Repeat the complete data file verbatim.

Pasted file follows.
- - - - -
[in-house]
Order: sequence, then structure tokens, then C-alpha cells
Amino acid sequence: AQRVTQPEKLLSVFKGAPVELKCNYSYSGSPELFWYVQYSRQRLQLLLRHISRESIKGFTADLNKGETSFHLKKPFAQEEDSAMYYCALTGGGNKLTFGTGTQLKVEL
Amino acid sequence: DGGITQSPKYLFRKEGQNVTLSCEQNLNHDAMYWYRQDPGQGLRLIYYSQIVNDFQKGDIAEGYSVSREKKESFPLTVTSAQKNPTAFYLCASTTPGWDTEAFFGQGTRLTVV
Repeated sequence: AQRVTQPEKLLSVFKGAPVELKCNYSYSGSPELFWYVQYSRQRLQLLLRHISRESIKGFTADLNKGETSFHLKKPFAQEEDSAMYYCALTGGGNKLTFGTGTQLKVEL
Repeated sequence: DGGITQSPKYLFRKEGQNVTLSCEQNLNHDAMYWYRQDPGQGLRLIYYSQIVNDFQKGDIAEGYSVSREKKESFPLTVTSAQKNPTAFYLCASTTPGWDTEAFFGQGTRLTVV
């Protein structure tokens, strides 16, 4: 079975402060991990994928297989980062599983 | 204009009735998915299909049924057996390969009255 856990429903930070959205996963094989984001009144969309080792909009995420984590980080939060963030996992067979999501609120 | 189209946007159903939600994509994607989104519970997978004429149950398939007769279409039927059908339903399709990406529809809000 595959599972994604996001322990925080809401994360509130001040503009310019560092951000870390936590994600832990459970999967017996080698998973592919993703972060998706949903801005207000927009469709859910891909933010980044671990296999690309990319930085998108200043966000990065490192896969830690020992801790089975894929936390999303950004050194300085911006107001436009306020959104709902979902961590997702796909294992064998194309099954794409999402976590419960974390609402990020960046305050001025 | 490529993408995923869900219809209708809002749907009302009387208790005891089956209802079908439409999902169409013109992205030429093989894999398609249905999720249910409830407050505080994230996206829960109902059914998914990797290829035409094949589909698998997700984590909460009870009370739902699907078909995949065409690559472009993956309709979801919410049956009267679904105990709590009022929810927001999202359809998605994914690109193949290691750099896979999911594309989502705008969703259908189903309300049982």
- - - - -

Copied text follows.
[in-house]
Order: sequence, then structure tokens, then C-alpha cells
Amino acid sequence: AQRVTQPEKLLSVFKGAPVELKCNYSYSGSPELFWYVQYSRQRLQLLLRHISRESIKGFTADLNKGETSFHLKKPFAQEEDSAMYYCALTGGGNKLTFGTGTQLKVEL
Amino acid sequence: DGGITQSPKYLFRKEGQNVTLSCEQNLNHDAMYWYRQDPGQGLRLIYYSQIVNDFQKGDIAEGYSVSREKKESFPLTVTSAQKNPTAFYLCASTTPGWDTEAFFGQGTRLTVV
Repeated sequence: AQRVTQPEKLLSVFKGAPVELKCNYSYSGSPELFWYVQYSRQRLQLLLRHISRESIKGFTADLNKGETSFHLKKPFAQEEDSAMYYCALTGGGNKLTFGTGTQLKVEL
Repeated sequence: DGGITQSPKYLFRKEGQNVTLSCEQNLNHDAMYWYRQDPGQGLRLIYYSQIVNDFQKGDIAEGYSVSREKKESFPLTVTSAQKNPTAFYLCASTTPGWDTEAFFGQGTRLTVV
């Protein structure tokens, strides 16, 4: 079975402060991990994928297989980062599983 | 204009009735998915299909049924057996390969009255 856990429903930070959205996963094989984001009144969309080792909009995420984590980080939060963030996992067979999501609120 | 189209946007159903939600994509994607989104519970997978004429149950398939007769279409039927059908339903399709990406529809809000 595959599972994604996001322990925080809401994360509130001040503009310019560092951000870390936590994600832990459970999967017996080698998973592919993703972060998706949903801005207000927009469709859910891909933010980044671990296999690309990319930085998108200043966000990065490192896969830690020992801790089975894929936390999303950004050194300085911006107001436009306020959104709902979902961590997702796909294992064998194309099954794409999402976590419960974390609402990020960046305050001025 | 490529993408995923869900219809209708809002749907009302009387208790005891089956209802079908439409999902169409013109992205030429093989894999398609249905999720249910409830407050505080994230996206829960109902059914998914990797290829035409094949589909698998997700984590909460009870009370739902699907078909995949065409690559472009993956309709979801919410049956009267679904105990709590009022929810927001999202359809998605994914690109193949290691750099896979999911594309989502705008969703259908189903309300049982």